Terms: Aut | Units: 1 | Repeatable for credit

FAMMED 280: Early Clinical Experience in Family and Community Medicine

Provides an observational experience for pre-clinical students as determined by the instructor and student. Prerequisite: consent of instructor.
Terms: Aut, Win, Spr, Sum | Units: 1-3 | Repeatable for credit

FAMMED 282A: L-CHAMP Longitudinal Community Health Advocacy Medical Partnership IV

Continuation of FAMMED 281A-C. This course is designed for students who wish to have sustained early clinical experience throughout their pre-clerkship years. The Longitudinal Community Health Advocacy Medical Partnership (L-CHAMP) is part of the SHIELD program. The course initiates with one-hour intensive health coaching training sessions, quarterly skill-based sessions, such as motivational interviewing, medication reconciliation, and leadership, as well as monthly seminars on topics, including health coaching integration, service projects, and patient-centered care, etc. L-CHAMP is a collaborative effort between Center for Education and Research in Family and Community Medicine and the Office of Community Health. Enrollment limited to second-year and beyond MD students. Prerequisite: FAMMED 281A-C.
Terms: Aut | Units: 1

FAMMED 292: Clinical Skills Maintenance Experience

(Formerly FAMMED 311) For MSTP students and other Stanford Medical students obtaining combined M.D./Ph.D. degrees through non-MSTP programs only. Students are assigned to a primary care clinic within medicine, family medicine or pediatrics, or a specialty clinic that can offer similar experiences. Continuity of mentorship is the first priority and is desired for reinforcement of basic medical skills; continuity of patients is also desirable, but second priority. Students attend clinic one morning or afternoon per week for two contiguous quarters of the year in which they defend their Ph.D.theses (minimum 10 clinics per quarter). Each four hour clinic session the student: (1) obtains the history of a clinic patient; (2) conducts a physical exam; (3) formulates a differential diagnosis or problem list; (4) presents the patient to her/his clinic preceptor; and (5) prepares a write-up of the case. The clinic preceptor observes and provides guidance for the student's history taking and physical examination skills and critiques the differential diagnosis, verbal presentation, and write-up. The student is guided in the use of the computerized medical record and is asked to progressively integrate this information into the review of the patient history. The clinical preceptor reviews the results of the student's Micro-CPX, Mini-CPX, POM course evaluations, and E4C Mentor evaluations and uses this information to address any perceived weaknesses. The preceptor provides verbal and written performance evaluations to the student and a standardized evaluation becomes part of the student's record. The director of the E4C-MSTP program reviews, on a regular basis, the written performance evaluations of each student taking this course. Deficits are to be identified and addressed before the student enters clinical training.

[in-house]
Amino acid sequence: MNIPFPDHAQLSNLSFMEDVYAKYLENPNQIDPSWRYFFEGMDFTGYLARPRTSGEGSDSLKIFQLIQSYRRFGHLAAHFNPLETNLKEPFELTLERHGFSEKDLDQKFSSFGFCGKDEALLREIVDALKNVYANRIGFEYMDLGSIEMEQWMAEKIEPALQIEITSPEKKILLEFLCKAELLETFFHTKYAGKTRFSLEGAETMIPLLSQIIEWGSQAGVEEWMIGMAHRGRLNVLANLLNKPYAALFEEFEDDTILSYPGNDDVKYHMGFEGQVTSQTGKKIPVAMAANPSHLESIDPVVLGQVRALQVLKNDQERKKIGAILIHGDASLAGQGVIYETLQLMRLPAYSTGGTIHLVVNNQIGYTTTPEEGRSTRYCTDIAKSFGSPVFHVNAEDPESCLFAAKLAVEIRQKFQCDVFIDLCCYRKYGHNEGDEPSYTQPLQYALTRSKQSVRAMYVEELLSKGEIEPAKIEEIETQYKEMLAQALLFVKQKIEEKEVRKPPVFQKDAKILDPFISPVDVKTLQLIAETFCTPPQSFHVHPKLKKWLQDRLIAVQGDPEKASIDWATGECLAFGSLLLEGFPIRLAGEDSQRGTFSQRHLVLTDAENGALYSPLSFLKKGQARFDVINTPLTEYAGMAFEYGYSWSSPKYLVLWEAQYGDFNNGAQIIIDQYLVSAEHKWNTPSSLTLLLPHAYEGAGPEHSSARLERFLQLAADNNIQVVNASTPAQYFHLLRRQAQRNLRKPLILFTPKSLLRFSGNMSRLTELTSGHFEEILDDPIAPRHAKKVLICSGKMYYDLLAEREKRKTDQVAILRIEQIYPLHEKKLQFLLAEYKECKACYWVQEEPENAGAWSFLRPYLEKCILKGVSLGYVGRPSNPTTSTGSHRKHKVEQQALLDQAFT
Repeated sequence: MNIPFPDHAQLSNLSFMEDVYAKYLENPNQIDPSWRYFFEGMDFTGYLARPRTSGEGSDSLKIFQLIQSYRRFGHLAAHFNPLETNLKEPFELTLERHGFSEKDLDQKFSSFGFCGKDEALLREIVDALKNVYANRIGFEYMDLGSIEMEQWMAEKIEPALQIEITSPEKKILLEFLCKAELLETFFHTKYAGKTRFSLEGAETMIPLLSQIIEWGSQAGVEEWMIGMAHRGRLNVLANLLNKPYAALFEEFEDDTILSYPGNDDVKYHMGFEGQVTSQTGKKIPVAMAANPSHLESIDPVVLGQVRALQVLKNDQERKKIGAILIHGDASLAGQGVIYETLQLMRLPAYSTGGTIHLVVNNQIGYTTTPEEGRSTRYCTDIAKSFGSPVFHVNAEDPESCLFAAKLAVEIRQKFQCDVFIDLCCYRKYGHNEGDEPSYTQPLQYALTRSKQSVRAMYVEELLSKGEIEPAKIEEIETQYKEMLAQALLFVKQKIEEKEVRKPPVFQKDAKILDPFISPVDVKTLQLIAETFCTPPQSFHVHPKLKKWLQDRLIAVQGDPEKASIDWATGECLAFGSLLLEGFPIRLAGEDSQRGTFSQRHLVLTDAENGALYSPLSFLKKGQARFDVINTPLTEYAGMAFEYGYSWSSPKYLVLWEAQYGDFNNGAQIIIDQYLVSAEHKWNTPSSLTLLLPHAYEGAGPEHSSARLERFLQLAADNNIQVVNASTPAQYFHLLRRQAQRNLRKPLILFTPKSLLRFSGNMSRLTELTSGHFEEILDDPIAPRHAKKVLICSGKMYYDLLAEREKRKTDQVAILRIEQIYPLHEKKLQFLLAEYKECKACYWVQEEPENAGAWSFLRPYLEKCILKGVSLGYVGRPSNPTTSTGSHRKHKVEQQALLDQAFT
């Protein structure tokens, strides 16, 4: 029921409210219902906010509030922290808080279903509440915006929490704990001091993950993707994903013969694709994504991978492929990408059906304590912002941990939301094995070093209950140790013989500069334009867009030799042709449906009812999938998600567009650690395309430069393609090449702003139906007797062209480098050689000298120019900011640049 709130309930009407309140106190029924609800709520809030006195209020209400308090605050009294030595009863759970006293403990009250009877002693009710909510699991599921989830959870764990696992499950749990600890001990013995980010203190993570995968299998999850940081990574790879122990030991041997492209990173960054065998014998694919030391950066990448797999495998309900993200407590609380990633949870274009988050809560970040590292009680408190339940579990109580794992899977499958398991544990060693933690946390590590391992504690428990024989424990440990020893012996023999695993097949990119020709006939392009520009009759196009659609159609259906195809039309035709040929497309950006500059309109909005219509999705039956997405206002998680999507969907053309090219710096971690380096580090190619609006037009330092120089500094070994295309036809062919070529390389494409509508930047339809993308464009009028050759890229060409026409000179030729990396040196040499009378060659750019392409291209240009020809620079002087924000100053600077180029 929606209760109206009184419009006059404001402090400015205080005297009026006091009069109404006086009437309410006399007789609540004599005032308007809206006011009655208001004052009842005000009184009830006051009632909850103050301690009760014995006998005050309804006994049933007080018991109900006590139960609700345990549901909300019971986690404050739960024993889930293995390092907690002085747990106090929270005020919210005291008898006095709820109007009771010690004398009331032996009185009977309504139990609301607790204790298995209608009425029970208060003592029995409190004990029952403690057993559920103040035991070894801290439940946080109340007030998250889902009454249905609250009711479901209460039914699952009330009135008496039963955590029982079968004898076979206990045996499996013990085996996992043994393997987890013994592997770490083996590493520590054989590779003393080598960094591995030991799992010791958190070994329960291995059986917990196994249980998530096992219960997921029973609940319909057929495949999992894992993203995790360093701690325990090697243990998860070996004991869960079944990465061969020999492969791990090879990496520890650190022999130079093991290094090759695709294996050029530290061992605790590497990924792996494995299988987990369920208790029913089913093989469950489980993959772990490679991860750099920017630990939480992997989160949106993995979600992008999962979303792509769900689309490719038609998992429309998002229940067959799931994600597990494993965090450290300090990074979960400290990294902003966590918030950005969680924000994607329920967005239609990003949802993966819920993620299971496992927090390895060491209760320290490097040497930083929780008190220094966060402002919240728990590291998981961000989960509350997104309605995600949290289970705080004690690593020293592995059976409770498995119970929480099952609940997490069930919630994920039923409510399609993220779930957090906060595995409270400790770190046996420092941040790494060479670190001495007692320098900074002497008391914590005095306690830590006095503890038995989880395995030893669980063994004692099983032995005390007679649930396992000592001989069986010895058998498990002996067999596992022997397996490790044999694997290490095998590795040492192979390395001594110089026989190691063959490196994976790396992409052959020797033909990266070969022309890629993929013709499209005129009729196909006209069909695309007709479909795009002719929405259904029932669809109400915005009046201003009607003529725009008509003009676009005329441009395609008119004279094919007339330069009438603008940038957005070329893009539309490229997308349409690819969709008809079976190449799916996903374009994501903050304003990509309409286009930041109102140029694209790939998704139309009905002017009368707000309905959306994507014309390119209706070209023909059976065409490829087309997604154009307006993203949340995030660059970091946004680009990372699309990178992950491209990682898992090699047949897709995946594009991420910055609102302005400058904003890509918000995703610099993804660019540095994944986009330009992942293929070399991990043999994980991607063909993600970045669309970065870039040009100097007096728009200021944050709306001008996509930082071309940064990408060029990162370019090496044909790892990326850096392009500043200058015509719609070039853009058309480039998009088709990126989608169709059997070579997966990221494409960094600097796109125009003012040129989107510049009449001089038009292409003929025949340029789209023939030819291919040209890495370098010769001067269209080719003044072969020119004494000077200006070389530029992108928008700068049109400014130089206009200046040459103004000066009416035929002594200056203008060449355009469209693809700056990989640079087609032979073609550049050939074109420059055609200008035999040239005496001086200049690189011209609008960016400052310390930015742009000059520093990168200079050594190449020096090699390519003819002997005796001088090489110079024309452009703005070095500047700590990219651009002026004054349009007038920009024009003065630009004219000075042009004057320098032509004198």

Terms: Aut, Win, Spr, Sum | Units: 3